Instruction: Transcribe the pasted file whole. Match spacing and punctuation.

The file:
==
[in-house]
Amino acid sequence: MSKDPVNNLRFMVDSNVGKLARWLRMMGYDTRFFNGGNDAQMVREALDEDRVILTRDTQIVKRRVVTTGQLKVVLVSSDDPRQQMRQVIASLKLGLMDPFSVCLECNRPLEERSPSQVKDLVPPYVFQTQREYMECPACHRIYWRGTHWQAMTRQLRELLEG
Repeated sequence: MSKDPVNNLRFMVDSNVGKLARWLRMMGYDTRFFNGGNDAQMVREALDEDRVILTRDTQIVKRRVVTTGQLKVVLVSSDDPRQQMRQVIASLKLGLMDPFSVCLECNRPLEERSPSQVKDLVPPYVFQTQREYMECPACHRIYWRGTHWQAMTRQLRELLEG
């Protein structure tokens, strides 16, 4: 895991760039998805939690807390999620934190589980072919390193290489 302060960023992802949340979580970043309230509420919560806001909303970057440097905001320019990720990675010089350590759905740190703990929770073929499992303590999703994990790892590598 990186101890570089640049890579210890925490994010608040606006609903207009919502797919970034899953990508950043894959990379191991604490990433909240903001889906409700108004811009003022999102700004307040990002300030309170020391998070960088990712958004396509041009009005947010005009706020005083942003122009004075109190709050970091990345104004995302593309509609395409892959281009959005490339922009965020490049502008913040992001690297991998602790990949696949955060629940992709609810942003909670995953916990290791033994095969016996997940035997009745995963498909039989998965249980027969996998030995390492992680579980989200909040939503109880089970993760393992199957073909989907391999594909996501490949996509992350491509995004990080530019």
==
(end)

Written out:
[in-house]
Amino acid sequence: MSKDPVNNLRFMVDSNVGKLARWLRMMGYDTRFFNGGNDAQMVREALDEDRVILTRDTQIVKRRVVTTGQLKVVLVSSDDPRQQMRQVIASLKLGLMDPFSVCLECNRPLEERSPSQVKDLVPPYVFQTQREYMECPACHRIYWRGTHWQAMTRQLRELLEG
Repeated sequence: MSKDPVNNLRFMVDSNVGKLARWLRMMGYDTRFFNGGNDAQMVREALDEDRVILTRDTQIVKRRVVTTGQLKVVLVSSDDPRQQMRQVIASLKLGLMDPFSVCLECNRPLEERSPSQVKDLVPPYVFQTQREYMECPACHRIYWRGTHWQAMTRQLRELLEG
């Protein structure tokens, strides 16, 4: 895991760039998805939690807390999620934190589980072919390193290489 302060960023992802949340979580970043309230509420919560806001909303970057440097905001320019990720990675010089350590759905740190703990929770073929499992303590999703994990790892590598 990186101890570089640049890579210890925490994010608040606006609903207009919502797919970034899953990508950043894959990379191991604490990433909240903001889906409700108004811009003022999102700004307040990002300030309170020391998070960088990712958004396509041009009005947010005009706020005083942003122009004075109190709050970091990345104004995302593309509609395409892959281009959005490339922009965020490049502008913040992001690297991998602790990949696949955060629940992709609810942003909670995953916990290791033994095969016996997940035997009745995963498909039989998965249980027969996998030995390492992680579980989200909040939503109880089970993760393992199957073909989907391999594909996501490949996509992350491509995004990080530019």